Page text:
Well, what can I say about this film except that you need to watch it.
Masaan is a multilayered film featuring several characters at a certain point in life which they can either let define them or make them stronger.
The film starts with a young girl (Devi) watching porn before meeting a young boy in secret for a sexual encounter, which unfortunately ends in tragedy. The police then blackmail her and her father (who happens to be a respected Sanskrit translator) into making payment or they will reveal the details to the everyone in the city.
The film then focuses on a love story between a lowly boy (Deepak) from a lower caste falling in love with a girl (Shaalu) from a higher caste. Deepak works in the family business of cremation ghats by burning funeral pyres but hopes to get out by completing his studies in civil engineering. At college he falls for Shaalu, they eventually get to know each other and share a intimate moment, but Deepak fears Shaalu will not be with him due to his background, however he eventually opens up and tells her.
She says it does not matter what her parents and people think and she would run away with him if needs be, but he needs to get a good job. Overjoyed he gets into his studies full throttle. But, this is where things turn. I will not go into what happens, but the scene which climaxes at a pivotal point is one of most powerful scenes I have seen in the last few years, I actually got goosebumps.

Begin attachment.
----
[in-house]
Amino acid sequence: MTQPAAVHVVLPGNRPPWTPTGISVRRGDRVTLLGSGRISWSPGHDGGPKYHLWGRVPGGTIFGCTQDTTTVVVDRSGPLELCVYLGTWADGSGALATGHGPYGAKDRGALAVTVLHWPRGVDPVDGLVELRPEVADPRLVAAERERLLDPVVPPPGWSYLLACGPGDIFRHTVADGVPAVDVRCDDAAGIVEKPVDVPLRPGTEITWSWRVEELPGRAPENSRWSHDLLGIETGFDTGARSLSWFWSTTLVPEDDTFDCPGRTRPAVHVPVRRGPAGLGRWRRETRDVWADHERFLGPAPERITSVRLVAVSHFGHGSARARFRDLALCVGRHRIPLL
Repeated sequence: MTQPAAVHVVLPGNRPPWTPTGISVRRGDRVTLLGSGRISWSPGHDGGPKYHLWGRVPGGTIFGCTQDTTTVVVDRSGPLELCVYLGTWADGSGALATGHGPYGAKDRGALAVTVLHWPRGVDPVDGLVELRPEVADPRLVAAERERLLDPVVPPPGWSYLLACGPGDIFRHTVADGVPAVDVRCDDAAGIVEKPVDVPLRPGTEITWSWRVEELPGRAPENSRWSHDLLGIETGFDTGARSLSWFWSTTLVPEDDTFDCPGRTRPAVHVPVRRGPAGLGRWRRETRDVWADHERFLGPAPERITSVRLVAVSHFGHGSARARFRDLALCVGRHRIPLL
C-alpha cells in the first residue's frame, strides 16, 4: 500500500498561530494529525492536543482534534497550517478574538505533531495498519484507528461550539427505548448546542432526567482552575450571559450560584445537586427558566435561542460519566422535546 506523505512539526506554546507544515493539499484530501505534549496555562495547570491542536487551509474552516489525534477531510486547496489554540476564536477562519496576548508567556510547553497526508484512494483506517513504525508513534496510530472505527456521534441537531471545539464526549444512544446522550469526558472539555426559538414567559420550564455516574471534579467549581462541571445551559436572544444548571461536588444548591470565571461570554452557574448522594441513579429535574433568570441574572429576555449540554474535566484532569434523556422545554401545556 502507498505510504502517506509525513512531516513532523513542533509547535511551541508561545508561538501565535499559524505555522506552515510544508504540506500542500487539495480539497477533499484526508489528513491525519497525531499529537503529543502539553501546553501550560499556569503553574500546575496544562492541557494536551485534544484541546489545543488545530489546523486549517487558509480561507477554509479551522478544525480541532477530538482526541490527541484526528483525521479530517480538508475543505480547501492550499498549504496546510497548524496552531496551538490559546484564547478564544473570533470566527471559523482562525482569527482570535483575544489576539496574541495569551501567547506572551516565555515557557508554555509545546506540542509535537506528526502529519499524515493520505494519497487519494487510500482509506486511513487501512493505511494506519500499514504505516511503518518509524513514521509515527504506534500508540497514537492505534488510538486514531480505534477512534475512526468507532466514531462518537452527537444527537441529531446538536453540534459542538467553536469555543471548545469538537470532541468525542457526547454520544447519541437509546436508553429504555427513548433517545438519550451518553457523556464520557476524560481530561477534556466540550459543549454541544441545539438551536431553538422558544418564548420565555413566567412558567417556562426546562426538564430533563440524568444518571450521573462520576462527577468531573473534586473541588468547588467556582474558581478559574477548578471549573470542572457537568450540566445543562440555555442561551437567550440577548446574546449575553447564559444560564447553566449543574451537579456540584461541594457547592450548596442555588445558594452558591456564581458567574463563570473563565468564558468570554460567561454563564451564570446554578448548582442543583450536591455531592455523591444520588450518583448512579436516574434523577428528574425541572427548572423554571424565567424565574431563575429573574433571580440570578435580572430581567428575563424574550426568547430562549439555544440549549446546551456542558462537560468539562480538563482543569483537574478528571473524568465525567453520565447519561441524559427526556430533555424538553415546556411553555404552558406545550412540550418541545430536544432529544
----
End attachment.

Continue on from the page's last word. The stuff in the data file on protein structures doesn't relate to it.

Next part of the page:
The story then interweaves between each character coming to terms of their predicament and how they deal with it. These scenes are the scenes you normally do not get in most Indian films, what happens after an event, as like in real life – life goes on.
I thoroughly enjoyed this film, the acting is top notch, the cinematography is pristine – the Ganges have never looked so beautiful and the music is excellent. The film covers quite a few aspects of South Asia which it is still looking to address, including the abhorrent caste systems and respecting the family’s honour, things which may take some time to change, but talking about them is definitely a step in the right direction.